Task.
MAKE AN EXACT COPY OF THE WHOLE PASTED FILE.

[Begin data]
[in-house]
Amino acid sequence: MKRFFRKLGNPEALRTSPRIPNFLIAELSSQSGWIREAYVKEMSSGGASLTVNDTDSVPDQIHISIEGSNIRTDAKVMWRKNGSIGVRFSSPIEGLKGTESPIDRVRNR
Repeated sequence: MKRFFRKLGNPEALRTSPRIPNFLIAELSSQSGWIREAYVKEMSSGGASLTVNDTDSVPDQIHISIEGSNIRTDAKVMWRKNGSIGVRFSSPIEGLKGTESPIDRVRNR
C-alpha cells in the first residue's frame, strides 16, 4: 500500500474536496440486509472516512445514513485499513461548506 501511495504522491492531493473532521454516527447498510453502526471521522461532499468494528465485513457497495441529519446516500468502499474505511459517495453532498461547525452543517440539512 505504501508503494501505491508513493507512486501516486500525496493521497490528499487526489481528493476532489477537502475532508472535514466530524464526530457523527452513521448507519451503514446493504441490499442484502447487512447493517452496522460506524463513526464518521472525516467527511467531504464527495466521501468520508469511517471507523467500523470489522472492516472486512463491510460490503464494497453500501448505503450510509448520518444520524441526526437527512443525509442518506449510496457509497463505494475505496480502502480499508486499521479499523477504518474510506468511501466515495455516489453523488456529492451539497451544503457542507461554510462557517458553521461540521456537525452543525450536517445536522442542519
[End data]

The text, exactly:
[in-house]
Amino acid sequence: MKRFFRKLGNPEALRTSPRIPNFLIAELSSQSGWIREAYVKEMSSGGASLTVNDTDSVPDQIHISIEGSNIRTDAKVMWRKNGSIGVRFSSPIEGLKGTESPIDRVRNR
Repeated sequence: MKRFFRKLGNPEALRTSPRIPNFLIAELSSQSGWIREAYVKEMSSGGASLTVNDTDSVPDQIHISIEGSNIRTDAKVMWRKNGSIGVRFSSPIEGLKGTESPIDRVRNR
C-alpha cells in the first residue's frame, strides 16, 4: 500500500474536496440486509472516512445514513485499513461548506 501511495504522491492531493473532521454516527447498510453502526471521522461532499468494528465485513457497495441529519446516500468502499474505511459517495453532498461547525452543517440539512 505504501508503494501505491508513493507512486501516486500525496493521497490528499487526489481528493476532489477537502475532508472535514466530524464526530457523527452513521448507519451503514446493504441490499442484502447487512447493517452496522460506524463513526464518521472525516467527511467531504464527495466521501468520508469511517471507523467500523470489522472492516472486512463491510460490503464494497453500501448505503450510509448520518444520524441526526437527512443525509442518506449510496457509497463505494475505496480502502480499508486499521479499523477504518474510506468511501466515495455516489453523488456529492451539497451544503457542507461554510462557517458553521461540521456537525452543525450536517445536522442542519